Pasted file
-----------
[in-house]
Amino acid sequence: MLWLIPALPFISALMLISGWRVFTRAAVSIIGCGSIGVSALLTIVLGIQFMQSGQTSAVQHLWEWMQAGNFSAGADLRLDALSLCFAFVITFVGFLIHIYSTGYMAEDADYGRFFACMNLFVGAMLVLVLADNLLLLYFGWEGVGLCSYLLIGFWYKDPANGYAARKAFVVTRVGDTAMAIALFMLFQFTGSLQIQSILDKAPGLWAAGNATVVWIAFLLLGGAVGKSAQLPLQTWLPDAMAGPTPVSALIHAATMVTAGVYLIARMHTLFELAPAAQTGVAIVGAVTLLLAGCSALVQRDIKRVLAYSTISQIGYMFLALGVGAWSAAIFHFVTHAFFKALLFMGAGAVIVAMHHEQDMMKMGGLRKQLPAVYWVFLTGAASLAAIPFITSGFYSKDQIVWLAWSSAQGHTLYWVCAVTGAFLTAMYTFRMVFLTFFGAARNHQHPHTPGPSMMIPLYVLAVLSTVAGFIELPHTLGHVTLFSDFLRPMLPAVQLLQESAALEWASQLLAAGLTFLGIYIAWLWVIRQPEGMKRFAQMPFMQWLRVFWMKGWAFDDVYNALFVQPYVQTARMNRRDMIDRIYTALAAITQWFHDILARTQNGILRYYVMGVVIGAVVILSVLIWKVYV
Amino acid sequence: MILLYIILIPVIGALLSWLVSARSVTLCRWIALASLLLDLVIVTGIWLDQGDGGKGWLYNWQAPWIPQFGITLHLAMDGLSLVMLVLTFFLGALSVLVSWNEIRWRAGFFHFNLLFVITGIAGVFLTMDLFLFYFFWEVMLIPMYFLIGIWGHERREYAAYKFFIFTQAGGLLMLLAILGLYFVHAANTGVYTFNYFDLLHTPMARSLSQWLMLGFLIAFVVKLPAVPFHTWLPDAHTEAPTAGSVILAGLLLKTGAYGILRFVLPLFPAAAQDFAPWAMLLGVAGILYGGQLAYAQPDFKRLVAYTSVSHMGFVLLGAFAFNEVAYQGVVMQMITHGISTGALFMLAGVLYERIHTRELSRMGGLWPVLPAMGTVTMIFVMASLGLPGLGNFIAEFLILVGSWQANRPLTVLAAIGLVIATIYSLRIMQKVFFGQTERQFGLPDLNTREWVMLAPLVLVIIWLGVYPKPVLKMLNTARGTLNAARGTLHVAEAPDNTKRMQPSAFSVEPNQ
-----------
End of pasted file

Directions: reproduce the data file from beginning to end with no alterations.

[in-house]
Amino acid sequence: MLWLIPALPFISALMLISGWRVFTRAAVSIIGCGSIGVSALLTIVLGIQFMQSGQTSAVQHLWEWMQAGNFSAGADLRLDALSLCFAFVITFVGFLIHIYSTGYMAEDADYGRFFACMNLFVGAMLVLVLADNLLLLYFGWEGVGLCSYLLIGFWYKDPANGYAARKAFVVTRVGDTAMAIALFMLFQFTGSLQIQSILDKAPGLWAAGNATVVWIAFLLLGGAVGKSAQLPLQTWLPDAMAGPTPVSALIHAATMVTAGVYLIARMHTLFELAPAAQTGVAIVGAVTLLLAGCSALVQRDIKRVLAYSTISQIGYMFLALGVGAWSAAIFHFVTHAFFKALLFMGAGAVIVAMHHEQDMMKMGGLRKQLPAVYWVFLTGAASLAAIPFITSGFYSKDQIVWLAWSSAQGHTLYWVCAVTGAFLTAMYTFRMVFLTFFGAARNHQHPHTPGPSMMIPLYVLAVLSTVAGFIELPHTLGHVTLFSDFLRPMLPAVQLLQESAALEWASQLLAAGLTFLGIYIAWLWVIRQPEGMKRFAQMPFMQWLRVFWMKGWAFDDVYNALFVQPYVQTARMNRRDMIDRIYTALAAITQWFHDILARTQNGILRYYVMGVVIGAVVILSVLIWKVYV
Amino acid sequence: MILLYIILIPVIGALLSWLVSARSVTLCRWIALASLLLDLVIVTGIWLDQGDGGKGWLYNWQAPWIPQFGITLHLAMDGLSLVMLVLTFFLGALSVLVSWNEIRWRAGFFHFNLLFVITGIAGVFLTMDLFLFYFFWEVMLIPMYFLIGIWGHERREYAAYKFFIFTQAGGLLMLLAILGLYFVHAANTGVYTFNYFDLLHTPMARSLSQWLMLGFLIAFVVKLPAVPFHTWLPDAHTEAPTAGSVILAGLLLKTGAYGILRFVLPLFPAAAQDFAPWAMLLGVAGILYGGQLAYAQPDFKRLVAYTSVSHMGFVLLGAFAFNEVAYQGVVMQMITHGISTGALFMLAGVLYERIHTRELSRMGGLWPVLPAMGTVTMIFVMASLGLPGLGNFIAEFLILVGSWQANRPLTVLAAIGLVIATIYSLRIMQKVFFGQTERQFGLPDLNTREWVMLAPLVLVIIWLGVYPKPVLKMLNTARGTLNAARGTLHVAEAPDNTKRMQPSAFSVEPNQ